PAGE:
A topologic and isoperimetric vision of the European Union

N. Lygeros

Translation: Paola Vagioni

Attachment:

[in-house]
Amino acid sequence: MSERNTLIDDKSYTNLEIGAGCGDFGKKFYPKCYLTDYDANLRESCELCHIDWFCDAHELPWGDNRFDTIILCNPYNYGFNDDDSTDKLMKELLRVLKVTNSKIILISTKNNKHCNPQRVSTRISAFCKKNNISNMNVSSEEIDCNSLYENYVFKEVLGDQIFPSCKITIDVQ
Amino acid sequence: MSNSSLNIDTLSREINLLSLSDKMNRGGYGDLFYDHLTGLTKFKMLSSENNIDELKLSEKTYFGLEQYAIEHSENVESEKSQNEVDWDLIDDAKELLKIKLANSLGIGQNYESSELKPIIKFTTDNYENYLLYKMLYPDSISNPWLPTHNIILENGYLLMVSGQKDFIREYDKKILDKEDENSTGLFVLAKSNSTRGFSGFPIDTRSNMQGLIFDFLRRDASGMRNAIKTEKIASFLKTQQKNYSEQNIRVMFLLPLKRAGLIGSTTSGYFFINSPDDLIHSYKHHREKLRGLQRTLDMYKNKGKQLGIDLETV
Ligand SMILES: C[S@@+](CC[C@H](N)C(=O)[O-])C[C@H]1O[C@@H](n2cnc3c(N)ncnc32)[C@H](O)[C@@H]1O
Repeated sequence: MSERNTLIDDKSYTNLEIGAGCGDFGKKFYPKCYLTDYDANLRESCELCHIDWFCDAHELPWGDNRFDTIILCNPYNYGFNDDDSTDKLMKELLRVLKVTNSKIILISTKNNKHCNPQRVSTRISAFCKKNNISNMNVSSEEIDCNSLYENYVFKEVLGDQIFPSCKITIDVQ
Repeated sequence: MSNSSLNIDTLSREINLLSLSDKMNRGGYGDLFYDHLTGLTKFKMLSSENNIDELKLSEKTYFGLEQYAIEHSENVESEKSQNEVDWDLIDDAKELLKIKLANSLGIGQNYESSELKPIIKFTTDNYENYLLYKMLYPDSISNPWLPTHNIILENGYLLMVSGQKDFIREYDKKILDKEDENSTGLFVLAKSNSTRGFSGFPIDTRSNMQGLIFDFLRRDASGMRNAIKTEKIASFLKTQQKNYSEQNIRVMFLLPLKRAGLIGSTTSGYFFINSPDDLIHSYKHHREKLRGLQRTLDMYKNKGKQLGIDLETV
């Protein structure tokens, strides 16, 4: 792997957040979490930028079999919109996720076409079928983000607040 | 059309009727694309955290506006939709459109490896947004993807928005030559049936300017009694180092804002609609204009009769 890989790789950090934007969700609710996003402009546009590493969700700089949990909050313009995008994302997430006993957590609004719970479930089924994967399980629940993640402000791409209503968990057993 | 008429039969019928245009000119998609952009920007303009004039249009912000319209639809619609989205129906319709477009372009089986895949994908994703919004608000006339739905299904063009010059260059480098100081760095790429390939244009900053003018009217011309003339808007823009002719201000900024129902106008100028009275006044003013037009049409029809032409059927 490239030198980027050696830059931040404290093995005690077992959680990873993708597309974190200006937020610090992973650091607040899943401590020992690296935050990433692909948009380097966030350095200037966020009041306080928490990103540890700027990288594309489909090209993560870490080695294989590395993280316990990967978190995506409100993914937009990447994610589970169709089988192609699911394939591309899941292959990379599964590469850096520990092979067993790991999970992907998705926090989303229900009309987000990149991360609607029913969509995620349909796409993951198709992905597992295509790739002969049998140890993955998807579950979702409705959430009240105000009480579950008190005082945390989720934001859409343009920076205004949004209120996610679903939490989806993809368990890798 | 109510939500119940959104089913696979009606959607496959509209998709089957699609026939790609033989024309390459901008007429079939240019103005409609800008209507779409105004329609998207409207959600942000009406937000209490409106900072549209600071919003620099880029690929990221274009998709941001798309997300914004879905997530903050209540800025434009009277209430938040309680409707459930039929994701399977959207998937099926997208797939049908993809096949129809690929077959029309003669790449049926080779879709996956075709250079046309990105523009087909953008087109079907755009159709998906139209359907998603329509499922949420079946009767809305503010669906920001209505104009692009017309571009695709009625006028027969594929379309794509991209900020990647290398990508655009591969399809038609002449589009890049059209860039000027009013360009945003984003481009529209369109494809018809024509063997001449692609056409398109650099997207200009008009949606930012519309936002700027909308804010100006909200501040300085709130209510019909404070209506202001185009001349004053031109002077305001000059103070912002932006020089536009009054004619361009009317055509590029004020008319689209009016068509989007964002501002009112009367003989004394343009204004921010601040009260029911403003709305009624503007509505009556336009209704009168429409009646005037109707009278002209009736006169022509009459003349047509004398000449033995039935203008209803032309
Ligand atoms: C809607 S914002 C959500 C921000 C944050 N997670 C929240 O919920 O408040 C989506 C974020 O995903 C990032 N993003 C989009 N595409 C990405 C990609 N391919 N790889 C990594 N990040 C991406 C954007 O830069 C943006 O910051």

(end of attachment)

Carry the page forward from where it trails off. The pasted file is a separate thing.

The examination of a map rarely provides us with its internal dynamic. Also, we have the tendency to analyze it in a static manner. The advantage that the European Union represents in abstract geostrategy comes from its diachronic polysemy. Indeed the fast evolution of its structure in the course of these last 50 years allows us to visualize in a concrete manner, topologic and isoperimetric properties. One of these important notions is connectedness. It has considerably influenced the process of enlargement from the beginning with the Benelux, since Belgium has common borders with Luxemburg and the Netherlands. This connectedness abided by the Treaty of Rome and the integration of France, Italy and Germany. At this instant it is still difficult to perceive another fundamental property that belongs to the isometric level. Yet it is already present. The entrance of Denmark confirms connectedness. As for the entrances of the United Kingdom and Ireland, they prove even more insular compactness. This was visible with Corsica, Sardinia and Sicily even if it was difficult to perceive it due to the state absorption. The entrance of Greece seems to challenge these principles but only if we do not consider maritime space. In reality, it allows to activate the first enclosure of the Mediterranean. This will be completed later on by the simultaneous entrances of Spain and Portugal. This time, apart from the existence of Yugoslavia, the enclosure of the Mediterranean is complete. Nobody can henceforth bother the European Union for acceding to it. The entrance of Sweden that creates the link between Denmark and Finland obeys the same principle. On the other side the entrance of Austria highlights the hole phenomenon on the topologic map, with the Swiss enclave. Thus the absorption of Switzerland occurs de facto and it is reinforced de jure by the recent Swiss voting regarding the extension of agreements between Switzerland and the European Union with the passing to 25 members. The entrance of ten new states in 2004 could seem confusing at first in the reading of the names catalogue. However it obeys perfectly the principles that we have highlighted. Thus Cyprus and Malta reinforce from the interior the enclosure of the Mediterranean. As for the series Estonia, Latvia, Lithuania, Poland, Slovakia, Hungary and Slovenia, it represents a related front that allows the expansion in a global manner, of the European Union's border to the east. The case of the Czech Republic constitutes a new occurrence of the enclave notion but this time immediately absorbed. The entrance of Bulgaria and Romania in 2007, linking Greece with Hungary, completed this connectedness. In the whole of this evolution, we can henceforth promote the isoperimetric phenomenon of the absorption of borders. Indeed any enlargement has the tendency to increase the length of the borders. Yet the successive enlargements of the European Union tend to minimize this effect. Thus we have an isoperimetric phenomenon since we obtain a surface equivalent to the length of a lesser border. Moreover, on the western and Mediterranean parts, these borders are natural since they correspond to the seashore, if we exclude Yugoslavia and Norway. These principles permit us to obtain global criteria of enlargement. Thus Switzerland (enclave), Norway (natural border), Yugoslavia and Albania (enclaves and natural borders) represent candidates that respect connectedness and isoperimetry, which is far from being the case of the oriental issue.

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